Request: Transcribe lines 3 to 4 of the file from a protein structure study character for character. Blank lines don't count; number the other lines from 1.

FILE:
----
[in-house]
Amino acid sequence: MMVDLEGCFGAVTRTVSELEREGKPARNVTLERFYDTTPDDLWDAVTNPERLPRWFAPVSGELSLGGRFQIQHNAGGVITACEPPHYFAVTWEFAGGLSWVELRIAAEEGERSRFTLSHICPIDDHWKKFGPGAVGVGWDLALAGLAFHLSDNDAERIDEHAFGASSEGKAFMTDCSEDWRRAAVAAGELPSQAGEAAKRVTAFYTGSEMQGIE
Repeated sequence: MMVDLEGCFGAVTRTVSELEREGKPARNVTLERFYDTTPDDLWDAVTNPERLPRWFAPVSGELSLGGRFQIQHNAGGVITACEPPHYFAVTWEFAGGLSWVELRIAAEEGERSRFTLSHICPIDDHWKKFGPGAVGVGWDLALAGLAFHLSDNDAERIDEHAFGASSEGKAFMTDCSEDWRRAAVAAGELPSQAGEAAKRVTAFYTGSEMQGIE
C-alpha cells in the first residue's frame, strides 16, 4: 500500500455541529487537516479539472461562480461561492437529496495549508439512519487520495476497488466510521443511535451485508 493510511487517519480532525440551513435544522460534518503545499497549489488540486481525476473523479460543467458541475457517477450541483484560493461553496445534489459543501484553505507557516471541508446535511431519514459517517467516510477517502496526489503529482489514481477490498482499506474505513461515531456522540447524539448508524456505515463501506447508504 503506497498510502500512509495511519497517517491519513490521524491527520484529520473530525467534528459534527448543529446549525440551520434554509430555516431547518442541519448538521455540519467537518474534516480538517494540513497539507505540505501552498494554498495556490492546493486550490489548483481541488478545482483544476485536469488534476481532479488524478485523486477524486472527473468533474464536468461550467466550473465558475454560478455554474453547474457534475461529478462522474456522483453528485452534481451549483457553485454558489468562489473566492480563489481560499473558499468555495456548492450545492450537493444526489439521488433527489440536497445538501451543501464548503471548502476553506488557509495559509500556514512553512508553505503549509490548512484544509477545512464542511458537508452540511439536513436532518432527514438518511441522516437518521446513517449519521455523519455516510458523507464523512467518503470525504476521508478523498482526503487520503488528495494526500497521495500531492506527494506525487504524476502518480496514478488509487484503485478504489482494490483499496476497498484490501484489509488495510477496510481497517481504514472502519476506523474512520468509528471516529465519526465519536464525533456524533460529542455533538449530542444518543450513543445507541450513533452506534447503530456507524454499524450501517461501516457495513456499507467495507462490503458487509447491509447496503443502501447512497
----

Repeated sequence: MMVDLEGCFGAVTRTVSELEREGKPARNVTLERFYDTTPDDLWDAVTNPERLPRWFAPVSGELSLGGRFQIQHNAGGVITACEPPHYFAVTWEFAGGLSWVELRIAAEEGERSRFTLSHICPIDDHWKKFGPGAVGVGWDLALAGLAFHLSDNDAERIDEHAFGASSEGKAFMTDCSEDWRRAAVAAGELPSQAGEAAKRVTAFYTGSEMQGIE
C-alpha cells in the first residue's frame, strides 16, 4: 500500500455541529487537516479539472461562480461561492437529496495549508439512519487520495476497488466510521443511535451485508 493510511487517519480532525440551513435544522460534518503545499497549489488540486481525476473523479460543467458541475457517477450541483484560493461553496445534489459543501484553505507557516471541508446535511431519514459517517467516510477517502496526489503529482489514481477490498482499506474505513461515531456522540447524539448508524456505515463501506447508504 503506497498510502500512509495511519497517517491519513490521524491527520484529520473530525467534528459534527448543529446549525440551520434554509430555516431547518442541519448538521455540519467537518474534516480538517494540513497539507505540505501552498494554498495556490492546493486550490489548483481541488478545482483544476485536469488534476481532479488524478485523486477524486472527473468533474464536468461550467466550473465558475454560478455554474453547474457534475461529478462522474456522483453528485452534481451549483457553485454558489468562489473566492480563489481560499473558499468555495456548492450545492450537493444526489439521488433527489440536497445538501451543501464548503471548502476553506488557509495559509500556514512553512508553505503549509490548512484544509477545512464542511458537508452540511439536513436532518432527514438518511441522516437518521446513517449519521455523519455516510458523507464523512467518503470525504476521508478523498482526503487520503488528495494526500497521495500531492506527494506525487504524476502518480496514478488509487484503485478504489482494490483499496476497498484490501484489509488495510477496510481497517481504514472502519476506523474512520468509528471516529465519526465519536464525533456524533460529542455533538449530542444518543450513543445507541450513533452506534447503530456507524454499524450501517461501516457495513456499507467495507462490503458487509447491509447496503443502501447512497